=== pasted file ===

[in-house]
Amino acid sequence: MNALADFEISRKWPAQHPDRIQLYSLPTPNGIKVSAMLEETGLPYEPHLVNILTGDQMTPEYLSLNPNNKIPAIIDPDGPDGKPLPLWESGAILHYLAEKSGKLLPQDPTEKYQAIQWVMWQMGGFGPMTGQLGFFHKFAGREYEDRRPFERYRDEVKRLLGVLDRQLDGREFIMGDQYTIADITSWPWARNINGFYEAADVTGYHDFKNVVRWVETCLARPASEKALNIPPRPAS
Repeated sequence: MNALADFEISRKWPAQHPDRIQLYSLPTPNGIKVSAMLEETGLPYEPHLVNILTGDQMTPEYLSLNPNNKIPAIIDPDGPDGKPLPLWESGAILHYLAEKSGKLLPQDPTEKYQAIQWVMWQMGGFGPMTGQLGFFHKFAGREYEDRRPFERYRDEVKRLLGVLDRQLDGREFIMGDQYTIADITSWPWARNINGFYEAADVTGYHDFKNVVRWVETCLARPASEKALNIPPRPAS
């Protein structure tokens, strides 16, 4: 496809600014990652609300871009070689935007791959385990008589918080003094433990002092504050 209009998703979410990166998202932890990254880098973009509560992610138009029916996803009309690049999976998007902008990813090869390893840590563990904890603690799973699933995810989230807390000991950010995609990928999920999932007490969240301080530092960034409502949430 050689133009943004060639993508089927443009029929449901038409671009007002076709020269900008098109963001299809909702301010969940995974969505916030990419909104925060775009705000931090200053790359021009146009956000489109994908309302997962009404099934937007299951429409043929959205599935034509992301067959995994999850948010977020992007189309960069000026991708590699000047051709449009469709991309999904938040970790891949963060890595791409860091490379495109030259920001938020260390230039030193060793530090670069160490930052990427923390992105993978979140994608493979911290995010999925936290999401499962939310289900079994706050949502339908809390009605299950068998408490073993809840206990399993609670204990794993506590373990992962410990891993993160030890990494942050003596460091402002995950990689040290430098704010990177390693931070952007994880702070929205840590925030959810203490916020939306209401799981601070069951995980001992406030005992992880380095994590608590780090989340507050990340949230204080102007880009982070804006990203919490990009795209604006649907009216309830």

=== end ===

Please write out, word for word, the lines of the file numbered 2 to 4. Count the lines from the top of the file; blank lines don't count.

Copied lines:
Amino acid sequence: MNALADFEISRKWPAQHPDRIQLYSLPTPNGIKVSAMLEETGLPYEPHLVNILTGDQMTPEYLSLNPNNKIPAIIDPDGPDGKPLPLWESGAILHYLAEKSGKLLPQDPTEKYQAIQWVMWQMGGFGPMTGQLGFFHKFAGREYEDRRPFERYRDEVKRLLGVLDRQLDGREFIMGDQYTIADITSWPWARNINGFYEAADVTGYHDFKNVVRWVETCLARPASEKALNIPPRPAS
Repeated sequence: MNALADFEISRKWPAQHPDRIQLYSLPTPNGIKVSAMLEETGLPYEPHLVNILTGDQMTPEYLSLNPNNKIPAIIDPDGPDGKPLPLWESGAILHYLAEKSGKLLPQDPTEKYQAIQWVMWQMGGFGPMTGQLGFFHKFAGREYEDRRPFERYRDEVKRLLGVLDRQLDGREFIMGDQYTIADITSWPWARNINGFYEAADVTGYHDFKNVVRWVETCLARPASEKALNIPPRPAS
């Protein structure tokens, strides 16, 4: 496809600014990652609300871009070689935007791959385990008589918080003094433990002092504050 209009998703979410990166998202932890990254880098973009509560992610138009029916996803009309690049999976998007902008990813090869390893840590563990904890603690799973699933995810989230807390000991950010995609990928999920999932007490969240301080530092960034409502949430 050689133009943004060639993508089927443009029929449901038409671009007002076709020269900008098109963001299809909702301010969940995974969505916030990419909104925060775009705000931090200053790359021009146009956000489109994908309302997962009404099934937007299951429409043929959205599935034509992301067959995994999850948010977020992007189309960069000026991708590699000047051709449009469709991309999904938040970790891949963060890595791409860091490379495109030259920001938020260390230039030193060793530090670069160490930052990427923390992105993978979140994608493979911290995010999925936290999401499962939310289900079994706050949502339908809390009605299950068998408490073993809840206990399993609670204990794993506590373990992962410990891993993160030890990494942050003596460091402002995950990689040290430098704010990177390693931070952007994880702070929205840590925030959810203490916020939306209401799981601070069951995980001992406030005992992880380095994590608590780090989340507050990340949230204080102007880009982070804006990203919490990009795209604006649907009216309830």